TEN years ago, Steve Jobs promised to 'reinvent' the phone when he unveiled the first iPhone with its 8.9cm display, 320 by 480 resolution and two megapixel camera.

In reality, Apple did a lot more than that - changing forever the way we go online, interact, take photos, watch videos, play games and pay for things.

The iPhone X takes that revolution to a whole new level with Face ID, an incredible TrueDepth camera, augmented reality and animated emojis.

The iPhone X's neural engine is capable of 600 billion operations a second.

The beauty of most of its sophistication, however, is you don't need to know the mind-numbing processes going on under the hood. It just works. Very quickly and efficiently.

Much has been written about its Face ID system, which projects 30,000 dots each time you open your phone. But that's only part of the story.

The TrueDepth camera - and the opportunities it opens for developers - is arguably the unsung hero of the phone.

The iPhone X features 12MP dual cameras with beautiful portrait effects on the front and rear cameras. The telephoto camera, with its f/2.4 aperture, is better than that on the iPhone 8.

Portrait lighting uses facial landscaping and depth maps to capture portraits with shadows and spotlight effects. The blurred Bokeh effect is now available for selfies.

That same clever technology powers the expressive Animoji - characters that move as your face does and allow you to send very cute messages to family and friends.

That facial 'mapping' also allows you to superimpose yourself into scenes from around the world - not quite as fun as travelling there - but a lot quicker and cheaper.

When it comes to everyday handling, the iPhone X is easier to hold than Samsung's Note8, yet still packs a 14.7cm super retina display.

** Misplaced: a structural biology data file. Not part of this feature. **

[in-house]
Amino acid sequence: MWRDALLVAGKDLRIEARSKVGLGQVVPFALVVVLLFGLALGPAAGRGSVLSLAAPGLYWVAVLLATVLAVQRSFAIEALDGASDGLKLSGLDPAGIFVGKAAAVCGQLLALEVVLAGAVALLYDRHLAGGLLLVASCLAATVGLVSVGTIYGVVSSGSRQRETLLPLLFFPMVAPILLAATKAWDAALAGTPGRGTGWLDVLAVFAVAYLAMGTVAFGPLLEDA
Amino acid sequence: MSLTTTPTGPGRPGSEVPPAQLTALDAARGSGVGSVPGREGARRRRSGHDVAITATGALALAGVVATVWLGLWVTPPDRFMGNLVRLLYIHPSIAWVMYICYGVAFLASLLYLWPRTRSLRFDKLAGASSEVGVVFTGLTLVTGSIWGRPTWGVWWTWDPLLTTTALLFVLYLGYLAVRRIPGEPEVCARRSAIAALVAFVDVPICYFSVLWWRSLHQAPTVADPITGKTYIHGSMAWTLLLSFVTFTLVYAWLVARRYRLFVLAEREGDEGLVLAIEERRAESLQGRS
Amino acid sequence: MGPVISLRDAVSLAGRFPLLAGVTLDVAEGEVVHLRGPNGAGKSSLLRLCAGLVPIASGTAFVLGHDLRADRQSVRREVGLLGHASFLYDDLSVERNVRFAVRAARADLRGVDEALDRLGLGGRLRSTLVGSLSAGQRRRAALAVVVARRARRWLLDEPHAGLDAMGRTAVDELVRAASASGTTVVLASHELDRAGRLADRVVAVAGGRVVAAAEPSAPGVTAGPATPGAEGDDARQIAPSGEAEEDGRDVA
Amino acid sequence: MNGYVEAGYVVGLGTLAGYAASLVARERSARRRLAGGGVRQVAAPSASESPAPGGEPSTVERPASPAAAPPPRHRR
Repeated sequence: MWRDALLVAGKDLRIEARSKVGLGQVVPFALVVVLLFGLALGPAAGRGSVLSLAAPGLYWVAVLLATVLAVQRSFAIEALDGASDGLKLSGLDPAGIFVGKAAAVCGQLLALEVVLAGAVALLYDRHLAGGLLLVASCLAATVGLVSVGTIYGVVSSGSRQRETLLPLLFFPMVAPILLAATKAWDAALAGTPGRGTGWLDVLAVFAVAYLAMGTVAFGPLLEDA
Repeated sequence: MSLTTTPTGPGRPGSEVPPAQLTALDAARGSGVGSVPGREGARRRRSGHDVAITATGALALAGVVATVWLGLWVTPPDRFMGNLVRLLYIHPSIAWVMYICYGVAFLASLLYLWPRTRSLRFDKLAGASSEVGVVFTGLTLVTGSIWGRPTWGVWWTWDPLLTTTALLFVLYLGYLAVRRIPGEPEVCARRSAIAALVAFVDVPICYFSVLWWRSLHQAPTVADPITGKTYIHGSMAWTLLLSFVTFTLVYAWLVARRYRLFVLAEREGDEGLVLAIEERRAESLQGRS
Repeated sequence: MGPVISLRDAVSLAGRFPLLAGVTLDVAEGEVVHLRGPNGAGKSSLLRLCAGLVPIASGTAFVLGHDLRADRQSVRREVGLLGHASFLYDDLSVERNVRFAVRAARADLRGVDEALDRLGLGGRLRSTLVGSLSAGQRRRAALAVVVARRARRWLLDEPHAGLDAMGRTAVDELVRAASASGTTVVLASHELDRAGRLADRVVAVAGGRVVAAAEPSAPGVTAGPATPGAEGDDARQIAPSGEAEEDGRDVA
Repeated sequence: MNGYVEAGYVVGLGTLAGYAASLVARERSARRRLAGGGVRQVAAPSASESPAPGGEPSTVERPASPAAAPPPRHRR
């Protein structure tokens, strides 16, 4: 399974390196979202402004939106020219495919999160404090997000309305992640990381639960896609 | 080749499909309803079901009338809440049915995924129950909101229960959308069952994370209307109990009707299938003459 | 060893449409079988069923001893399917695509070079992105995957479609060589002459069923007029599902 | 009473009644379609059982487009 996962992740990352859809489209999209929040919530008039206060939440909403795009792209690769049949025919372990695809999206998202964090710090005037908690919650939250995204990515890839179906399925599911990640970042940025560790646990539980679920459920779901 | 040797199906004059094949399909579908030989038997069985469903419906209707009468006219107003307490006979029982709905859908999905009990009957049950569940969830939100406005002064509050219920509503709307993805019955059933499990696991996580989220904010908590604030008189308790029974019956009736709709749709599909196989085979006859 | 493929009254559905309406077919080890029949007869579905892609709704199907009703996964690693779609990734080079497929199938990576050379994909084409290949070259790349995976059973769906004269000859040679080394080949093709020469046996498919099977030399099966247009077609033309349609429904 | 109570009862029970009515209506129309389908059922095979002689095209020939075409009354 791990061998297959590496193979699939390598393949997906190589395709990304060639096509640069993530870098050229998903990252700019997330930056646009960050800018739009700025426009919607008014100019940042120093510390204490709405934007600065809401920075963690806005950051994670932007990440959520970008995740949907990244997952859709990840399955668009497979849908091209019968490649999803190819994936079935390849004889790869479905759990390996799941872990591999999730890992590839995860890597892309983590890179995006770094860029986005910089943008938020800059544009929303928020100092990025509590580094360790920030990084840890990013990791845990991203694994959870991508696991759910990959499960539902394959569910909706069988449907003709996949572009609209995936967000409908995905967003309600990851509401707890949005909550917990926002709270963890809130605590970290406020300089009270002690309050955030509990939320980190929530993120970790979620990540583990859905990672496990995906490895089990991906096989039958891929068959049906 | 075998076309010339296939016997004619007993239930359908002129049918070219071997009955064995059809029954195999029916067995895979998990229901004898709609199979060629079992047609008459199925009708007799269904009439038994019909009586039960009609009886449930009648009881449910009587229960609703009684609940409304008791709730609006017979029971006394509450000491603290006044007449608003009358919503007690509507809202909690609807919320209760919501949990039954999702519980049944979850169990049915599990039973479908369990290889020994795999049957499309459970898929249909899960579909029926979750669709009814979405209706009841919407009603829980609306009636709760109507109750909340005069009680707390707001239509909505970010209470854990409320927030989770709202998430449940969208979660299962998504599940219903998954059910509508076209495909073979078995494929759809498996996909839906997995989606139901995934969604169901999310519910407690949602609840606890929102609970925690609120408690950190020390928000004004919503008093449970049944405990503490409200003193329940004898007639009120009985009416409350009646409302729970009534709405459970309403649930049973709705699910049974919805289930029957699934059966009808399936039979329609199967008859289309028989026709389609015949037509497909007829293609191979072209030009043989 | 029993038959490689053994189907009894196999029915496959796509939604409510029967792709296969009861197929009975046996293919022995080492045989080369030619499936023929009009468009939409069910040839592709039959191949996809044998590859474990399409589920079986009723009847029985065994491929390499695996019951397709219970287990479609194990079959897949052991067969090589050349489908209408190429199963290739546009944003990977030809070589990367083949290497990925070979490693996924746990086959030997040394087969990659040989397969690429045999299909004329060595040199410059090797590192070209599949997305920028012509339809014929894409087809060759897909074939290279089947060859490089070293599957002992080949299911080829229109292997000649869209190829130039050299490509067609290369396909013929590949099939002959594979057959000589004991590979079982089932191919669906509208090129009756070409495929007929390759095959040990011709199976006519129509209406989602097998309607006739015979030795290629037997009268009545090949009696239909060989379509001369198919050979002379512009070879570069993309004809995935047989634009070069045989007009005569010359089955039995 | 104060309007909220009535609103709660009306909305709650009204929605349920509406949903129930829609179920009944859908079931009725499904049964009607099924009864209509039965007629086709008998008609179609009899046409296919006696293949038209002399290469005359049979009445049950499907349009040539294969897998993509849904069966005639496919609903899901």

The display is more natural looking than that of many rival phones with truer skin tones. But on some things, such as watching Netflix, the Note8 is a tad more exciting.

Apple's iPhone X.
Apple's iPhone X.

Samsung and Android fans have mocked Apple for only 'catching up' with its technology, particularly the curved full screen displays, which have been out for many months.

Apple argues it has gone further with its OLED screen with an HDR display with a million to one contrast ratio and the industry's best colour accuracy.

The loss of the Home button means you have new ways to interact with the iPhone, something that took me less than a day to get used to.

To open it, you simply raise your iPhone and look towards it and then swipe up from the bottom. The same swipe action returns you to home base.

The 10th anniversary iPhone is winning rave reviews.
The 10th anniversary iPhone is winning rave reviews.

Opening your control centre is just as easy - you just swipe down from the top right edge.

Apple Pay is just a double-click on the side, and Siri is also a button press away.

To scroll through apps already open, you slowly swipe up from the bottom edge, pausing to show the app switcher - something that takes a little longer to get the hang of.

With an upfront price tag ranging from $1579 to $1829, the iPhone X is expensive.

But so is anything that is at the top of its class.


Phone size is perfect - big screen but easy to hold

FaceID works quickly and well

New user experience is quick to pick up

Photography has gone to a new level, particularly for selfies



Still not fully waterproof


14.7cm all-screen OLED, HDR display

2436-by-1125-pixel resolution at 458 ppi

1,000,000:1 contrast ratio

True Tone display

Cameras: 12-megapixel wide-angle and telephoto

Wide-angle: ƒ/1.8 aperture

Telephoto: ƒ/2.4 aperture

Optical zoom 2x; digital zoom at up to 10x

News Corp Australia

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